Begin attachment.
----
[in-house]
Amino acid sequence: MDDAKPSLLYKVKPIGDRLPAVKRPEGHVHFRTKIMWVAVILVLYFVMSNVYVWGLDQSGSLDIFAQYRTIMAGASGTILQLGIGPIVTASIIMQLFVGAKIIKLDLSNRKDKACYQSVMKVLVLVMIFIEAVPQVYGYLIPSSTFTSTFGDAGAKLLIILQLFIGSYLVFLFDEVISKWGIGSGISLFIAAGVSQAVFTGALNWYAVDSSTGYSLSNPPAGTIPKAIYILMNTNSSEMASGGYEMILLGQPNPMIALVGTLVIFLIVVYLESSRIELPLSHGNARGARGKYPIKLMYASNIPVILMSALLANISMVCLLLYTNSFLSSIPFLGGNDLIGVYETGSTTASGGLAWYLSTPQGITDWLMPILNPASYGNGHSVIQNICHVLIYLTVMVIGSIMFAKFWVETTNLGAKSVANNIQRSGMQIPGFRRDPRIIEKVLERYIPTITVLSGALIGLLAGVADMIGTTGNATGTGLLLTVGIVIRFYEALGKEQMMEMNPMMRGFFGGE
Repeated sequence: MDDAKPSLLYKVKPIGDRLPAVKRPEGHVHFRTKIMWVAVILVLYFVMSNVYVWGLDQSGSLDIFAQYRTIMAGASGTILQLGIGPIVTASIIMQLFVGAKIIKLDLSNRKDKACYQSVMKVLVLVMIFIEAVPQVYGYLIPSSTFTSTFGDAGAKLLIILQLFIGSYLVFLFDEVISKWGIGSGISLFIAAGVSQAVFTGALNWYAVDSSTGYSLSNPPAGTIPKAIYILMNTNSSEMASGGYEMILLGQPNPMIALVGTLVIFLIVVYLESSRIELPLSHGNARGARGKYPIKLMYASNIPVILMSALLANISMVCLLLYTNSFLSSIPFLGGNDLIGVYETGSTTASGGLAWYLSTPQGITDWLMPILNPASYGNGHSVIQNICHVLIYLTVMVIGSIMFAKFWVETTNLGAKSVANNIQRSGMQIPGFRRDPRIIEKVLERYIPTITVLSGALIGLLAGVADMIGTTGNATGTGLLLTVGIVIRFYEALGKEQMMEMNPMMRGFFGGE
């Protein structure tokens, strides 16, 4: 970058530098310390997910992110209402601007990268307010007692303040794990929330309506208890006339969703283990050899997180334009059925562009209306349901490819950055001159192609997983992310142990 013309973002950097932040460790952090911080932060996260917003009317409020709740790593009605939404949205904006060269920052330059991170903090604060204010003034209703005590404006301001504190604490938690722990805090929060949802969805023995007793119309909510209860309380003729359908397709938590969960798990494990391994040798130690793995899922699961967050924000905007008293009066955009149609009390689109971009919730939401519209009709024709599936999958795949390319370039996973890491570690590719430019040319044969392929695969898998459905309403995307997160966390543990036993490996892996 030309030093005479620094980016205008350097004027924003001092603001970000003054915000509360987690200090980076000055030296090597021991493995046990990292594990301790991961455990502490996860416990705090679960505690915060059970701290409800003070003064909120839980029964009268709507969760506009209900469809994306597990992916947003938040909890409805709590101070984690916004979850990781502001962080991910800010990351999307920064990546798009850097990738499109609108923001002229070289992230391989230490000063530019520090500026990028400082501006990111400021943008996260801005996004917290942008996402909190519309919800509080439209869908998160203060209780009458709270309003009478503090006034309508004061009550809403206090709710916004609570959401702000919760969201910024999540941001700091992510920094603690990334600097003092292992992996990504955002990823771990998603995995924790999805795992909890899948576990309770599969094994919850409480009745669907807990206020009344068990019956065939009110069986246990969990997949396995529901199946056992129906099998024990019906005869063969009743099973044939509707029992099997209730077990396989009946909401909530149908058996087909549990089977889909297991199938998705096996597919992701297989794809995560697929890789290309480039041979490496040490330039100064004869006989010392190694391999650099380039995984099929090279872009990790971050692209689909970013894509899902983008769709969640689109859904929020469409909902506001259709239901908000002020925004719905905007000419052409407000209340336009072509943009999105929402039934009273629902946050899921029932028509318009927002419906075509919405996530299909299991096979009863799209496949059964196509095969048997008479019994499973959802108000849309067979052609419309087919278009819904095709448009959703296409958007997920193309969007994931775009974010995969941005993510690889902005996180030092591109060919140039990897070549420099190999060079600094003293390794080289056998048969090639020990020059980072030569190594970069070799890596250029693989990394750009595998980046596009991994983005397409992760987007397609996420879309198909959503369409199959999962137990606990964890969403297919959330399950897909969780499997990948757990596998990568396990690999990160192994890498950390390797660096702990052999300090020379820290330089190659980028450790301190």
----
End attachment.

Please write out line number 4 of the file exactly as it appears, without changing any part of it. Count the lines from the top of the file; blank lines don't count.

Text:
């Protein structure tokens, strides 16, 4: 970058530098310390997910992110209402601007990268307010007692303040794990929330309506208890006339969703283990050899997180334009059925562009209306349901490819950055001159192609997983992310142990 013309973002950097932040460790952090911080932060996260917003009317409020709740790593009605939404949205904006060269920052330059991170903090604060204010003034209703005590404006301001504190604490938690722990805090929060949802969805023995007793119309909510209860309380003729359908397709938590969960798990494990391994040798130690793995899922699961967050924000905007008293009066955009149609009390689109971009919730939401519209009709024709599936999958795949390319370039996973890491570690590719430019040319044969392929695969898998459905309403995307997160966390543990036993490996892996 030309030093005479620094980016205008350097004027924003001092603001970000003054915000509360987690200090980076000055030296090597021991493995046990990292594990301790991961455990502490996860416990705090679960505690915060059970701290409800003070003064909120839980029964009268709507969760506009209900469809994306597990992916947003938040909890409805709590101070984690916004979850990781502001962080991910800010990351999307920064990546798009850097990738499109609108923001002229070289992230391989230490000063530019520090500026990028400082501006990111400021943008996260801005996004917290942008996402909190519309919800509080439209869908998160203060209780009458709270309003009478503090006034309508004061009550809403206090709710916004609570959401702000919760969201910024999540941001700091992510920094603690990334600097003092292992992996990504955002990823771990998603995995924790999805795992909890899948576990309770599969094994919850409480009745669907807990206020009344068990019956065939009110069986246990969990997949396995529901199946056992129906099998024990019906005869063969009743099973044939509707029992099997209730077990396989009946909401909530149908058996087909549990089977889909297991199938998705096996597919992701297989794809995560697929890789290309480039041979490496040490330039100064004869006989010392190694391999650099380039995984099929090279872009990790971050692209689909970013894509899902983008769709969640689109859904929020469409909902506001259709239901908000002020925004719905905007000419052409407000209340336009072509943009999105929402039934009273629902946050899921029932028509318009927002419906075509919405996530299909299991096979009863799209496949059964196509095969048997008479019994499973959802108000849309067979052609419309087919278009819904095709448009959703296409958007997920193309969007994931775009974010995969941005993510690889902005996180030092591109060919140039990897070549420099190999060079600094003293390794080289056998048969090639020990020059980072030569190594970069070799890596250029693989990394750009595998980046596009991994983005397409992760987007397609996420879309198909959503369409199959999962137990606990964890969403297919959330399950897909969780499997990948757990596998990568396990690999990160192994890498950390390797660096702990052999300090020379820290330089190659980028450790301190």